Sending the discus sailing six metres further than anyone else in the field, her winning effort was just 33 centimetres short of Simone du Toit‘s national youth best (52.10m) which has stood for 17 years.

After winning the U18 Girls 400m final earlier in the day, Molepo, who finished fifth in the 400m final at last year’s U20 World Athletics Championships in Nairobi at the age of 16, cemented her status as one of the country’s most promising athletes, coasting to the national youth one-lap title in 53.70.

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In the U20 men’s 200m final, Benjamin Richardson (AGN) also wrapped up an impressive sprint double, winning gold in the half-lap final in 20.75, adding to the 100m title he won earlier in the week.

“I won the 100m yesterday and I won the 200m today. It was raining and made it hard to execute the properly but then I also came to qualify for the world juniors in both events which is what I did and I’m going to Columbia. Going home with two golds which is what I also did last year, so I’m happy I defended my titles.”Benjamin Richardson: Men U20 200m champion (20:75

Neo Mosebi of KwaZulu-Natal put up another fight, but he settled for the silver medal again in 20.95, with Lucky Molenyane grabbing bronze for Athletics Free State (AFS) in 21.02.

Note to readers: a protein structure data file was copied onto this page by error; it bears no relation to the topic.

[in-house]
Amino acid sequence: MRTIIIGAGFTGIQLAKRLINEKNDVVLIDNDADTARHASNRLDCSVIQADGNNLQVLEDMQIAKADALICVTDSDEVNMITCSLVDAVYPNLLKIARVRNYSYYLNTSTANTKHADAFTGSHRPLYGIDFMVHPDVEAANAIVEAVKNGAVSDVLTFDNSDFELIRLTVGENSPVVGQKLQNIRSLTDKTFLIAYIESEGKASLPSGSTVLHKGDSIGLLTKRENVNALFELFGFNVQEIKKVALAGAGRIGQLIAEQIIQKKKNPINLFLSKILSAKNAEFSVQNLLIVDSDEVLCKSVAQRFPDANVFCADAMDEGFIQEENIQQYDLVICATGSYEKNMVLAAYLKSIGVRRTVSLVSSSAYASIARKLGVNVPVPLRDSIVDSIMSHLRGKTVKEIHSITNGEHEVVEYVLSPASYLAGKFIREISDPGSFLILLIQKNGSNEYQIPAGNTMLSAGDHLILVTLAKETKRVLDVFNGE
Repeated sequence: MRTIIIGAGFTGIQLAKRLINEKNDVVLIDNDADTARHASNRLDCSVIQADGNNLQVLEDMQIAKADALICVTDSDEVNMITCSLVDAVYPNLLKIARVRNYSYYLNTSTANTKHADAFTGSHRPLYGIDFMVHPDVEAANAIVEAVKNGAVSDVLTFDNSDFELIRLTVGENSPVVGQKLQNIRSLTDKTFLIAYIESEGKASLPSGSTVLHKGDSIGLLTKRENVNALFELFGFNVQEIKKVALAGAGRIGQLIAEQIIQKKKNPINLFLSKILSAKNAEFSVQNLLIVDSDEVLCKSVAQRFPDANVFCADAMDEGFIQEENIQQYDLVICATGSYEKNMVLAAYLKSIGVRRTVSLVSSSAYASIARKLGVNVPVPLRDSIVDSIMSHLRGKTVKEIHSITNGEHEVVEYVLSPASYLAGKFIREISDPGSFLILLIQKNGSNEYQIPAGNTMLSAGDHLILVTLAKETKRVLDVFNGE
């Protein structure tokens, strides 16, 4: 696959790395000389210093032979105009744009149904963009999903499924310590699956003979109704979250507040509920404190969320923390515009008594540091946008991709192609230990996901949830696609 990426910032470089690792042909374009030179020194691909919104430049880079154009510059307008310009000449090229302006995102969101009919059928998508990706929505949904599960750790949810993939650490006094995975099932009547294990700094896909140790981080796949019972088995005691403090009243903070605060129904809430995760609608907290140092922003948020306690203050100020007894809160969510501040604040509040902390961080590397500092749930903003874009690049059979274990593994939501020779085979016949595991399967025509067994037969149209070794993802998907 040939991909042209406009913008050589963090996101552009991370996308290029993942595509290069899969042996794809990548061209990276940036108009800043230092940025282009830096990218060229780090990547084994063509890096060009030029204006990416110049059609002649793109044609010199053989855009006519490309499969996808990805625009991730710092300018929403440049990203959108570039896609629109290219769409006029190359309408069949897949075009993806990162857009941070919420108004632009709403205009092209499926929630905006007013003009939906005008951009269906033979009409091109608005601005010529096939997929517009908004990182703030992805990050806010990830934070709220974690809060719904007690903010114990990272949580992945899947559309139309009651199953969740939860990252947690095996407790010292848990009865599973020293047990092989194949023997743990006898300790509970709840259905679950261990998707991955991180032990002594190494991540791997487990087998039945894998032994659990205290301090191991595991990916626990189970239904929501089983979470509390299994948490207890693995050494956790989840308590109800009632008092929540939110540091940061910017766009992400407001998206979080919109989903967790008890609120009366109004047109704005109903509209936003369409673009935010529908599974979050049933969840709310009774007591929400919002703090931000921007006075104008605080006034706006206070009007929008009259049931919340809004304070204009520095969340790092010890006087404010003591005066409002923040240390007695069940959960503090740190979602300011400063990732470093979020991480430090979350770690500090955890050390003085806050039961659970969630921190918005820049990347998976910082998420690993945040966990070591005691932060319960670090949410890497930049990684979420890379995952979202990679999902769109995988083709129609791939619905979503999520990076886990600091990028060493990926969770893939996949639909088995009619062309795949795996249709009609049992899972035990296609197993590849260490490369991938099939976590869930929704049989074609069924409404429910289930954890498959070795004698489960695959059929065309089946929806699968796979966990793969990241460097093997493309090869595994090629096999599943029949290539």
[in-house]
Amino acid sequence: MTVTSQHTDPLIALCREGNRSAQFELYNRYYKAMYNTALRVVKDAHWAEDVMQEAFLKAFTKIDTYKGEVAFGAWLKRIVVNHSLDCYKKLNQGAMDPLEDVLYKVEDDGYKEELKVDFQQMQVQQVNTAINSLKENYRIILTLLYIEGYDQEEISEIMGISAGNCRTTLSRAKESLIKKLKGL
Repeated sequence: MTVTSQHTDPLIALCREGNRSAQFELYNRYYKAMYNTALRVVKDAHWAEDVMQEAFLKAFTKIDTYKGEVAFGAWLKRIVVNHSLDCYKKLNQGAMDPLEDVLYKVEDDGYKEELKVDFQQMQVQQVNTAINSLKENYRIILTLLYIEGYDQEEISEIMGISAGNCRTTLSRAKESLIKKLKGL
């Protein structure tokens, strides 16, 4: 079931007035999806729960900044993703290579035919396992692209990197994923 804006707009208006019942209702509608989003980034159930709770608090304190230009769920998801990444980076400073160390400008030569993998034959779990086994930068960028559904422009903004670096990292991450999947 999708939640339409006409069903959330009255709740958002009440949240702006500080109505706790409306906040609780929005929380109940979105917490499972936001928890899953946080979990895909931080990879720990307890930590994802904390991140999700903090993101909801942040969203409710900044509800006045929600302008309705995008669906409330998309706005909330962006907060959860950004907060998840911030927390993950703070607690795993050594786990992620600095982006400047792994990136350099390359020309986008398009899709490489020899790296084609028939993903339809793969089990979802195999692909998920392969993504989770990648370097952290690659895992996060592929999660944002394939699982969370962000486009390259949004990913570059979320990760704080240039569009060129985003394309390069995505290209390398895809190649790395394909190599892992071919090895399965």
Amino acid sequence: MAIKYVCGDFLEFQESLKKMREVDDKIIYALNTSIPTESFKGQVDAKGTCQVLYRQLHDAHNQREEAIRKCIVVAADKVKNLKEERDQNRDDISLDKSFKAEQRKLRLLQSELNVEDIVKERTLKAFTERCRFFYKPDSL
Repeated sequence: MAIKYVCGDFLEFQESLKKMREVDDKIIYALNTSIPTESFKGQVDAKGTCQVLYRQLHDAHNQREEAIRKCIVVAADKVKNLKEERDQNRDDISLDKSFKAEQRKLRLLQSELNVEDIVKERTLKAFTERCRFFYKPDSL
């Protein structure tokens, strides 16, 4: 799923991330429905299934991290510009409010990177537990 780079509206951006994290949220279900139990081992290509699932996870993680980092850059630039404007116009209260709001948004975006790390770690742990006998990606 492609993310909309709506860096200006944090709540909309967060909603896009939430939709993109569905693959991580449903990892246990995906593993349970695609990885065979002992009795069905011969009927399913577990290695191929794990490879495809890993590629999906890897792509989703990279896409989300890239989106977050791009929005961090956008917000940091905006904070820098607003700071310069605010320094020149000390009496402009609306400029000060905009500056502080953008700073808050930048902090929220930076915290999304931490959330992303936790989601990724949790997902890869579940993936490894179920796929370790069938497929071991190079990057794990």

Among the other highlights on the final day of competition, Lythe Pillay successfully defended his South African U20 400m title, winning the junior men’s one-lap final in 46.58.

National senior 1500m champion Danielle Verster added the U20 women’s 800m crown to the junior 1500m title she won the day before, taking the two-lap race in 2:09.27.

“I am happy with the win and to do it in front of my home crowd. I won the 1500m and 800m gold medals at home at a track that I am used to running. I want to thank my father and coach Jean Verster. It was cold, and it affected my time.”Danielle Verster: Women U20 800m champion (2:09:27)

Final Medal Table

Athletics Gauteng North finished top of the table at the three-day national championships, raking in a total of 116 medals (46 golds, 43 silver and 27 bronze) across all three age groups.

Central Gauteng Athletics finished second with 53 medals (17 gold, 15 silver and 21 bronze), and Athletics Free State ended third among the 17 competing provinces with a total of 37 medals (13 gold, 8 silver and 16 bronze).

“This has been an absolutely successful championship. It was amazing! Not even the rain on the last day could dampen the determination of the athletes who were really out to make it all special.

“It’s a pity that the wet weather affected most from breaking records but we take pride that national records were achieved each day.

“We came to this championship with high expectations on performance and that is what was achieved. We are proud of all our 17 provinces, athletes, coaches, the host province, the Municipality of Potchefstroom and all others who made this event a success,” said James Moloi, the President of ASA.